John Puma: 17:33
we did now, now this is not a nigori.

Timothy Sullivan: 17:36
no, it’s

John Puma: 17:37
Not in, not. the, the nigori they brought back.

Timothy Sullivan: 17:41
After all that buildup. Yeah, no, it’s uh, they have, they have lovely nigori. They also have sparkling nigori, but I brought a Junmai Ginjo Tsukinokatsura Yanagi means Willow, like the tree Willow this brewery again is Masuda Tokubee Shoten founded in 1675. I don’t know if it’s just me, John, but the brewery seemed to be getting older and older and older here.

John Puma: 18:09
I’m noticing that Kyoto has a propensity towards older breweries.

Timothy Sullivan: 18:14
Yes. So the current president is Mr. Masuda and he’s the 14th generation of the family. To make sake at this location. So it’s a very historic, very beautiful brewery. The Yanagi or the Willow Junmai. Is a 15.5% alcohol it’s made using two rices Yamada Nishiki and Ume-nishiki, those are polished down to 50% remaining. We have an SMV, uh, that’s a sake meter value, how sweet or dry that’s a plus two, which is pretty neutral there. And then we have a very balanced acidity of 1.5. All right. So I’m super curious. Drum roll, please. What Kyoto sake did you bring to taste?

John Puma: 19:00
Well, I am glad, you know, So mine is, uh, from a brewery cold, uh, Yamamoto Honke, which, uh, stop me if you’ve heard this century before was established in 1677.

Timothy Sullivan: 19:18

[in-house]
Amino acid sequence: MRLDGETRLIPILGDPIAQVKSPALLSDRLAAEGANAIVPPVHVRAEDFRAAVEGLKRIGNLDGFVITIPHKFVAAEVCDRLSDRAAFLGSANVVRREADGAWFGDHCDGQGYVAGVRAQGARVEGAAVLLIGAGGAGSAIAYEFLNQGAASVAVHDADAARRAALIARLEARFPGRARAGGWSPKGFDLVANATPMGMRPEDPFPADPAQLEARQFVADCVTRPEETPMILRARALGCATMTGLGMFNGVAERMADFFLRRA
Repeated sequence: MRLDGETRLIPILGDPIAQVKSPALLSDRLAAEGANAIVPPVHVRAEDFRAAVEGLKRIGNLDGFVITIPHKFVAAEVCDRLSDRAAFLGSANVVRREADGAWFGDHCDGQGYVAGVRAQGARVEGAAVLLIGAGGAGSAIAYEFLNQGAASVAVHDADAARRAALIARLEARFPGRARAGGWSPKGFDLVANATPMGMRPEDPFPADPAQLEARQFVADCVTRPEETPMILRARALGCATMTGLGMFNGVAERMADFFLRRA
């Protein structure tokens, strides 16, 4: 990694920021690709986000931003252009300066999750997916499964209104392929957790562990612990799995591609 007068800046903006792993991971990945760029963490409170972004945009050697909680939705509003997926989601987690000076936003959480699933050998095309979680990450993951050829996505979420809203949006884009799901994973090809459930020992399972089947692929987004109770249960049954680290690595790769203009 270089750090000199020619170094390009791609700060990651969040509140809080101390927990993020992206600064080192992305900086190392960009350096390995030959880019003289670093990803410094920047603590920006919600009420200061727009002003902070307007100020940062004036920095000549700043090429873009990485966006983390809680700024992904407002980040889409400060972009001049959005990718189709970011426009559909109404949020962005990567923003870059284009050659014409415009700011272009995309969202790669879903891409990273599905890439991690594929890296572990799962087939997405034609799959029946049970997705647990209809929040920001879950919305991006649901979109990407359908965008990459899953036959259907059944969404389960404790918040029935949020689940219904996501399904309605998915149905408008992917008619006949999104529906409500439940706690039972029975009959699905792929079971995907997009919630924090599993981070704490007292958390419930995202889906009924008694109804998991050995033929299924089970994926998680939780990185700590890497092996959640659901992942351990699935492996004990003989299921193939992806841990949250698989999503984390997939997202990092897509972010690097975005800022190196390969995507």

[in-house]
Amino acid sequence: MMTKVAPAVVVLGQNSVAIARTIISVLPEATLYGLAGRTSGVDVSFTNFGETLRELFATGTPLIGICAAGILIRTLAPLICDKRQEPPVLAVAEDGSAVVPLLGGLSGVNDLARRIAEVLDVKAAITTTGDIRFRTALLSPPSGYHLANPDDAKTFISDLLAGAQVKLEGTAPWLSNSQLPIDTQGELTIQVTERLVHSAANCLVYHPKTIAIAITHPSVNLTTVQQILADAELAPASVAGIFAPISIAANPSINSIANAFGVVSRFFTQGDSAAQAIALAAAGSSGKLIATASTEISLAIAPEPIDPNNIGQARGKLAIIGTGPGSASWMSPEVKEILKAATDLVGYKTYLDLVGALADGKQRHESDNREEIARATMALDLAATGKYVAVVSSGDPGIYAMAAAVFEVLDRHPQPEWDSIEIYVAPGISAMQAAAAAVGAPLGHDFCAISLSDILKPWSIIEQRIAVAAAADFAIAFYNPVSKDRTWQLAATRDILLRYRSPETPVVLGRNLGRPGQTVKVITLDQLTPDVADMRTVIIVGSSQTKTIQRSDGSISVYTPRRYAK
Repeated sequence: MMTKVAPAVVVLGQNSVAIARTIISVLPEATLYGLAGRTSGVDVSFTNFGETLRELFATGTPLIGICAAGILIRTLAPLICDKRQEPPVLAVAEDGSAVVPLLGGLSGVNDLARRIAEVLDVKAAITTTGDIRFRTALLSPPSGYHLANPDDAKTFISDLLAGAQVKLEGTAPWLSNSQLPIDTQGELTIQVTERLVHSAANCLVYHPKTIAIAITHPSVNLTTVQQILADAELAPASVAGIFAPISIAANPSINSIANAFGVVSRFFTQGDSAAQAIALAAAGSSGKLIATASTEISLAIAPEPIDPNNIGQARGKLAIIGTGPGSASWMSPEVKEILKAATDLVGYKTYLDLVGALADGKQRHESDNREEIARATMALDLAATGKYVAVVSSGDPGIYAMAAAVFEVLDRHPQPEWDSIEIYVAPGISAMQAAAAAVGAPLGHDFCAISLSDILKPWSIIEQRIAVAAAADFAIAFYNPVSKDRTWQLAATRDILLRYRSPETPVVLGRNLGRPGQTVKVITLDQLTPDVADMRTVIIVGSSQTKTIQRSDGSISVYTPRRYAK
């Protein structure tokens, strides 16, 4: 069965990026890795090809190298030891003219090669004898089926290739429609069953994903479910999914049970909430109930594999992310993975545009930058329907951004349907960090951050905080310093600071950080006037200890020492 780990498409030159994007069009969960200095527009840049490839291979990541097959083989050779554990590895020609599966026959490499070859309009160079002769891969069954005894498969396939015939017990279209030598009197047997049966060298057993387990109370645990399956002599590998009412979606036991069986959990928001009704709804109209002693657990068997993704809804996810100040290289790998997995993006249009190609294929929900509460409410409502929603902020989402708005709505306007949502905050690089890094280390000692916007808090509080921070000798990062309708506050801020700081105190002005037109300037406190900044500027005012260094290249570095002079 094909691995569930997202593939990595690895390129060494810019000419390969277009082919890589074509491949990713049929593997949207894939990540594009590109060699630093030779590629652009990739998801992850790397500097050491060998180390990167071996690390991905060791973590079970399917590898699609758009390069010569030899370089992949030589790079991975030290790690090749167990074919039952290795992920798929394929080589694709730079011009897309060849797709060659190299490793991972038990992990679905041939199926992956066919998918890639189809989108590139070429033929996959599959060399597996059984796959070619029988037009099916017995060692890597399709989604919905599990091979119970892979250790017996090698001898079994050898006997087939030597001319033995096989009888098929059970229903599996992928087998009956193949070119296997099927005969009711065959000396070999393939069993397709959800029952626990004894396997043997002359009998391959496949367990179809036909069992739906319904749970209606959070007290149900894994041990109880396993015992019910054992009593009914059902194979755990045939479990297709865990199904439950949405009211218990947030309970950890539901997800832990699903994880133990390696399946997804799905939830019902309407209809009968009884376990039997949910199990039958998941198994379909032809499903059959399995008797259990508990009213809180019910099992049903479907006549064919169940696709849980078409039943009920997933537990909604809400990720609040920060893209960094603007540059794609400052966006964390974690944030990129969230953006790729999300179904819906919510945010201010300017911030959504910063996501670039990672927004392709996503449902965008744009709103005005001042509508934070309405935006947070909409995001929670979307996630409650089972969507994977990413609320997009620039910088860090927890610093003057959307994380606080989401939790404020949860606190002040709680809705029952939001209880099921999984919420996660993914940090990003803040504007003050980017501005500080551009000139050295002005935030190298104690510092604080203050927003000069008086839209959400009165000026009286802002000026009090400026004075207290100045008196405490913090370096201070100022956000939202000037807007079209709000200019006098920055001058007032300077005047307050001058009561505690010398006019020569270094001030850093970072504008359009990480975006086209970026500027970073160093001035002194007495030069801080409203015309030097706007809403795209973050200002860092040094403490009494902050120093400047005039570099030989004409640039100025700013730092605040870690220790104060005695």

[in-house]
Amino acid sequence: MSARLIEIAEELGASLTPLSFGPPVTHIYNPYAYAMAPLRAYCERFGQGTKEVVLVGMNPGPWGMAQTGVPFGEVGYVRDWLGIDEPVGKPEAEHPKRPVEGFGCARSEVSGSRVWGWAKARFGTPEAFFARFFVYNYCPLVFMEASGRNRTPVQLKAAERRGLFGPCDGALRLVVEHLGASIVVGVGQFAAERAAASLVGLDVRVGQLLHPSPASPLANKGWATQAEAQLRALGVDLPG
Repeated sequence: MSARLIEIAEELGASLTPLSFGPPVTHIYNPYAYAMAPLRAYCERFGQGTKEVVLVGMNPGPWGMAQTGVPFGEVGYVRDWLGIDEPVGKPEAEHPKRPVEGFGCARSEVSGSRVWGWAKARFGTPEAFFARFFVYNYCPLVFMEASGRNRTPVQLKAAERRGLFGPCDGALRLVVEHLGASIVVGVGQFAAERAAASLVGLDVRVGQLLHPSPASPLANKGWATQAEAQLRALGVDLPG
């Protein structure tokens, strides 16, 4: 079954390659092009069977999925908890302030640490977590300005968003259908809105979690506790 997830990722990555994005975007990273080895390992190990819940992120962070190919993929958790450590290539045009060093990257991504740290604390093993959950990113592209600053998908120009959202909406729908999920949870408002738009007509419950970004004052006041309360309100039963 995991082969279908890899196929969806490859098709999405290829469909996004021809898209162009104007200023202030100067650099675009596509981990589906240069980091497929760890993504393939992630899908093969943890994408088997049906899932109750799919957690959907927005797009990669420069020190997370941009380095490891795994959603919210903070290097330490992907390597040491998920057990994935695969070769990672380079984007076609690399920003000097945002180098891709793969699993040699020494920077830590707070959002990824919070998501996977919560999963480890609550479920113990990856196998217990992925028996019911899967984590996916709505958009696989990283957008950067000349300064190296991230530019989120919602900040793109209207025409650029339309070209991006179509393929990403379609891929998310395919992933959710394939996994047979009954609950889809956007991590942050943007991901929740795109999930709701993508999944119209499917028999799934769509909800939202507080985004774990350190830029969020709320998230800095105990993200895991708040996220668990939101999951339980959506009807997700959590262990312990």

Do you think all these founders have all these breweries like hung out together and.

John Puma: 19:22
It wouldn’t shock me if they were like, oh yeah. Yeah, like, uh, getting peas, making, uh, making a brewery, ah, let’s try this stuff. Oh, I can do better than that. And then they go and try to make a brewery and then they just kind of it’s snowballs. I could definitely see that being something that happened. Um, but no, this, the name of the brand is Shinsei, and this is there junmai Daiginjo. Um, I do not have the rice type, but the alcohol percentage is, 15% the rice was milled to 50% of its original size and the sake meter value that measure of dry to sweet is negative one. So it should be a touch. Sweet. We’ll see how it goes. Uh, I think acidity is at 1.3. They’re not, not terribly high, but not very low either.

Timothy Sullivan: 20:14
Yeah. You know what strikes. Reading through both of our stats on these sakes, there’s a lot of overlap. The milling rate, alcohol percentage, the acidity and SMV are not that far apart. Uh, we don’t know what your rice is, but you know, there’s a good chance. It might be, yamadanishiki as a Junmai daiginjo.

John Puma: 20:33
striking suspicion that its Yamadanishiki.

Timothy Sullivan: 20:36
Yeah. So it’ll be interesting to see if there’s overlap in our flavor profiles as well.

John Puma: 20:43
great. Uh, so why don’t you grab your bottle,

Timothy Sullivan: 20:47
All

John Puma: 20:47
open it up and let’s, uh,

Timothy Sullivan: 20:52